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Tip of the Week

Financial Checklists

Women are busy, especially working moms who rely heavily on schedules and to-do lists to keep the family on track. The same effort that goes into all the lists, pick-up schedules, home projects, etc. should also go into organizing your finances.
In some form or another, everyone has a budget if they are paying their monthly bills on time. However, if you haven’t already, we challenge you to put one in writing and start checking in on your finances routinely. It might feel at first that tracking your money closely is just adding one more thing to your busy plate; however, its one more way that you are making sure your family is taken care of for the long-term.
·         If you have time in the morning before you start you day, check in on your accounts and online statements. If mornings are too busy, find 20 minutes during the day to set aside to focus on your finances.
·         Check your calendar of due dates (or your budget). Even if you use an auto-payment option to pay bills, it is still beneficial to check on how much money each week will go towards your bills, how much you can put into savings, and what you have left in your account.
·         Make one financial goal for the day (example: make coffee at work instead of buying it). Setting financial goals is a great habit, even small ones. It takes some practice to hold yourself accountable.
·         Do a budget review at the end of each month. While your daily check-in is more about paying all your bills on time, a monthly review will be able to determine if you have met your goals and stuck to a spending plan. You might find areas where you need improvement.
·         Check your credit. While you can only order your entire credit report for free once a year through www.annualcreditreport.com, there are other free ways to keep an eye on your credit score. For instance, many credit card companies are now offering this service. Credit Karma is also a great place to track your debt and credit score. It breaks down your score into understandable parts, as well as suggest ways to improve it.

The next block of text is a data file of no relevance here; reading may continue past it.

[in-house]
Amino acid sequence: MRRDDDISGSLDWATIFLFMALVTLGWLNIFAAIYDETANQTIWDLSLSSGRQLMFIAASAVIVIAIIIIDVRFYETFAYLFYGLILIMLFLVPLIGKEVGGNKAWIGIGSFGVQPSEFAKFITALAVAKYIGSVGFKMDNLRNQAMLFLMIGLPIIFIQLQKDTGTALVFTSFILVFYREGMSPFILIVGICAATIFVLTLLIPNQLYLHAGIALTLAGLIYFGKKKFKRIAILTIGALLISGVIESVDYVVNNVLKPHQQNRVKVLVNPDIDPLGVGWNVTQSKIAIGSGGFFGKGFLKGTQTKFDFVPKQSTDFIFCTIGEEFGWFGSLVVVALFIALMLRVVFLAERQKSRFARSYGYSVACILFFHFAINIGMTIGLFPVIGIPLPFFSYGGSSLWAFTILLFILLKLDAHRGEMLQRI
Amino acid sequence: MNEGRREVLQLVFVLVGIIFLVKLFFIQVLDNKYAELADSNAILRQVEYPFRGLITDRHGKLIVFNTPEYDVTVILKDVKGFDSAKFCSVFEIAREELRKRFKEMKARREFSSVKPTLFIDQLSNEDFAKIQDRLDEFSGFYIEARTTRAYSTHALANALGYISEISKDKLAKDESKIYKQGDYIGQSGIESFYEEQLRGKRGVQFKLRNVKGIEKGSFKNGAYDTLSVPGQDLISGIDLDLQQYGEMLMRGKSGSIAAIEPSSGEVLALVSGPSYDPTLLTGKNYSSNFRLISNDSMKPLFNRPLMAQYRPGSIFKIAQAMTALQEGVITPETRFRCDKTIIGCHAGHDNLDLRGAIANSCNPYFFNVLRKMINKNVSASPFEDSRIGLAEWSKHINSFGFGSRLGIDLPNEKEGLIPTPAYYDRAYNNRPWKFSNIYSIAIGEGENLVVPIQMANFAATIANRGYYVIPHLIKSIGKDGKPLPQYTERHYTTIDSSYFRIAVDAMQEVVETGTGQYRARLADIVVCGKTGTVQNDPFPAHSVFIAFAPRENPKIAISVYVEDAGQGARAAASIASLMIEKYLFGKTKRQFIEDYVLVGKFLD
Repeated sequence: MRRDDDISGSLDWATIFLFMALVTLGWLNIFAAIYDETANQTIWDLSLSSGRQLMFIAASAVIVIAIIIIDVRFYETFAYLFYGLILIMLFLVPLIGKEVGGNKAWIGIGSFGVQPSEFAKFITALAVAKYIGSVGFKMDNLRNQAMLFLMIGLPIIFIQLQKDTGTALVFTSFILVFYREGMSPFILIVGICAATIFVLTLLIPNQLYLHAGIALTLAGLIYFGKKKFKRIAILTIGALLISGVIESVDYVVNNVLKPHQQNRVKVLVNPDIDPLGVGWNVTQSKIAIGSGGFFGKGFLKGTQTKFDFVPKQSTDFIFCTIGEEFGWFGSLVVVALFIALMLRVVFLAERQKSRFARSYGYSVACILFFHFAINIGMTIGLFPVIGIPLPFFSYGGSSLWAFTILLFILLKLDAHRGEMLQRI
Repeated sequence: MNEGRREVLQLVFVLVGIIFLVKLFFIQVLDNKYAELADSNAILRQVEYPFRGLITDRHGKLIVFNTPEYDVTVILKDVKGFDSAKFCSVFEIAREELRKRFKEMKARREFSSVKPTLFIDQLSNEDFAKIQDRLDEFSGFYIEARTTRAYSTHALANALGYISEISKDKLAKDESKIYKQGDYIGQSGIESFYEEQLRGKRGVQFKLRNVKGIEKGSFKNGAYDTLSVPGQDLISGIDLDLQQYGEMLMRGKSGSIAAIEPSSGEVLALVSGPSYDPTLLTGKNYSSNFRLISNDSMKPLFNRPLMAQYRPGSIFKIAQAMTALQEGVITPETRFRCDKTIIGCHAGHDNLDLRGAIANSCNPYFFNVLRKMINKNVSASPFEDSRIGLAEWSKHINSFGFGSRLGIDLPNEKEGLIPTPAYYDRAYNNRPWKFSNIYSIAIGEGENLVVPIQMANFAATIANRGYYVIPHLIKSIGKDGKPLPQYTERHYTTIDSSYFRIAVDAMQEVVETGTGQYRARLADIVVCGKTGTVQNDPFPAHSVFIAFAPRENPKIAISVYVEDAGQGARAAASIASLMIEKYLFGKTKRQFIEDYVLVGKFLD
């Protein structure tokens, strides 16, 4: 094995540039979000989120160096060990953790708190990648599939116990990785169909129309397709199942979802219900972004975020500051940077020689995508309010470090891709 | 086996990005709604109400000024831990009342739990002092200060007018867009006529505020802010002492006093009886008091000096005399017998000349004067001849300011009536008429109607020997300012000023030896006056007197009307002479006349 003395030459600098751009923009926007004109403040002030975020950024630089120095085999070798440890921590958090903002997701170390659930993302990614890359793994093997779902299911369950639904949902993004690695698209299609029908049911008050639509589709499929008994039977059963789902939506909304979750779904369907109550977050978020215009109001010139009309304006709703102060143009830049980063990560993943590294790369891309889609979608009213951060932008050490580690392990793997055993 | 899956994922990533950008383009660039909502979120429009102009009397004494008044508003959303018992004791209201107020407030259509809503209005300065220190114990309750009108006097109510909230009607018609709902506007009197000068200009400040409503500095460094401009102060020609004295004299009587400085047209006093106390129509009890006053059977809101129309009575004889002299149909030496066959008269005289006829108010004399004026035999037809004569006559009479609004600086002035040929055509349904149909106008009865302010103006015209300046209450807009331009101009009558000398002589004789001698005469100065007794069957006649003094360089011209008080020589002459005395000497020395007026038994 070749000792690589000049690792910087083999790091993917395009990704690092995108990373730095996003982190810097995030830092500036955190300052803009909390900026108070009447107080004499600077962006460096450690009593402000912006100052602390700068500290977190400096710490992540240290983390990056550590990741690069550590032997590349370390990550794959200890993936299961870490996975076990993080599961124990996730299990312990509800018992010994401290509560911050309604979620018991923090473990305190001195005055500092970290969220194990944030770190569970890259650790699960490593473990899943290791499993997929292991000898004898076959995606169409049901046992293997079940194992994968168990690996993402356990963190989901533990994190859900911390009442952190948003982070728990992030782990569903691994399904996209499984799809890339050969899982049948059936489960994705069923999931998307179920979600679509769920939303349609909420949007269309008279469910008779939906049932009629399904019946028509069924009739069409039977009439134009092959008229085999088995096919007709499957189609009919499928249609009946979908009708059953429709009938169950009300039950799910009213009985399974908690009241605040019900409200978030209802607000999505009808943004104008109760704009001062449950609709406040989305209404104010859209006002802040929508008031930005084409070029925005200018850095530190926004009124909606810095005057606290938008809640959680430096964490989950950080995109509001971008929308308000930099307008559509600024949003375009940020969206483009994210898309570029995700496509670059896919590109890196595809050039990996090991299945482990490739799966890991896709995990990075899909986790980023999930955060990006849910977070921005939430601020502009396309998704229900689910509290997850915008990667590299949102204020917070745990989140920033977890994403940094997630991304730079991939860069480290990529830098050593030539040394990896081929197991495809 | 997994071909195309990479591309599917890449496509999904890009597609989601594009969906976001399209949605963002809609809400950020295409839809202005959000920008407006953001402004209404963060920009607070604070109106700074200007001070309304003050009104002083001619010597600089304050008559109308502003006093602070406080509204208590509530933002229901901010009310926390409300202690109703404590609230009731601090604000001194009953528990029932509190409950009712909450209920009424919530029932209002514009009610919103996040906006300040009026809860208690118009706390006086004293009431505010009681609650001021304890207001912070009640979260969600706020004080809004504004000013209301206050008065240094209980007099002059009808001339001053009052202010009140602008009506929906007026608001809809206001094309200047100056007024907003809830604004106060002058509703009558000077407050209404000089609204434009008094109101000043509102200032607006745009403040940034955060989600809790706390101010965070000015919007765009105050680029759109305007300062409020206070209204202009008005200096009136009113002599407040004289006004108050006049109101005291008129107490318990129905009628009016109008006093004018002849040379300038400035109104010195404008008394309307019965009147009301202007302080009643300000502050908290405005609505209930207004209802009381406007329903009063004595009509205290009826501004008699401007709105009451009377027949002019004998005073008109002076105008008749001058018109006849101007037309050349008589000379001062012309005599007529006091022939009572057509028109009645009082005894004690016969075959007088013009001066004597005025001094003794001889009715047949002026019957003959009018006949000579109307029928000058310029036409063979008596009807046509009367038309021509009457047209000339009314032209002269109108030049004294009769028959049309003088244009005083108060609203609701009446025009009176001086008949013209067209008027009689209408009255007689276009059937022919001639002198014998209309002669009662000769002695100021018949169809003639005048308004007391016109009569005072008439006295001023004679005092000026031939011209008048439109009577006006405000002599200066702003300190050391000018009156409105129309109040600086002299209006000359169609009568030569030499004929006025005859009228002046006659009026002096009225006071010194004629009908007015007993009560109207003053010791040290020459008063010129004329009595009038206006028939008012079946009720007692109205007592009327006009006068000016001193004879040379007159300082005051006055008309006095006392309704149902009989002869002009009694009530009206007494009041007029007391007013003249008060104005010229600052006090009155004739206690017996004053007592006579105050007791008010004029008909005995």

·         Set attainable monthly goals. If you know you will be going on vacation in a few months, start a separate savings account for your trip. (Many financial institutions offer this, sort of a modern version of the envelope method.) Or you know that you will be hosting Thanksgiving this year, create a savings stash for groceries so that it doesn’t sneak up on you.
·         Research tax credits and file your taxes early in the season. Most people dread filing their taxes, even the same people that have refunds coming back to them. (Refunds are a great way to boost your emergency savings. One way to keep your taxes from overwhelming you is to have an organized place where you store tax documents. If you are itemizing rather than taking the standard deduction, keep your receipts store together. Before your file, organizing them into categories:
    • Unreimbursed medical and dental expenses
    • Charitable contributions
    • Amounts paid for property taxes
    • Tax return preparation fees
    • Mortgage interest paid
    • Real estate tax paid
    • Student loan interest paid
    • Amounts paid for you, your spouse, or dependents for higher education during the year
    • Any amounts paid for child and dependent care expenses along with the provider's name, address, and tax identification number
·         Review and compare your bills, noting trends in higher utility bills, higher credit card balances, etc. For instance, if your utility bills and spending is higher around the holidays, where can you save on other areas throughout the year?
·         Set your large financial goals. When you are making your New Year’s resolutions, be sure to include financial goals. While many resolutions are lofty and are dropped after a few weeks, financial ones don’t have to be. If you are constantly checking in on your financial health, it is more likely that you will be able to achieve these goals.
Again, it might seem like focusing on your finances is just one more thing that you don’t really have time to do, but when you spread the tasks out, it is much easier.
Also check out this financial checklist, created by Common Wealth Financial Network, as a monthly guide that breaks down your money to-do lists in a manageable timeline.

Montana Credit Unions for Community Development (or MCUCD) is the award-winning, charitable arm of the Montana Credit Union Network. A state-wide nonprofit organization, MCUCD works together with the state's credit unions to improve the lives and financial independence of all Montanans.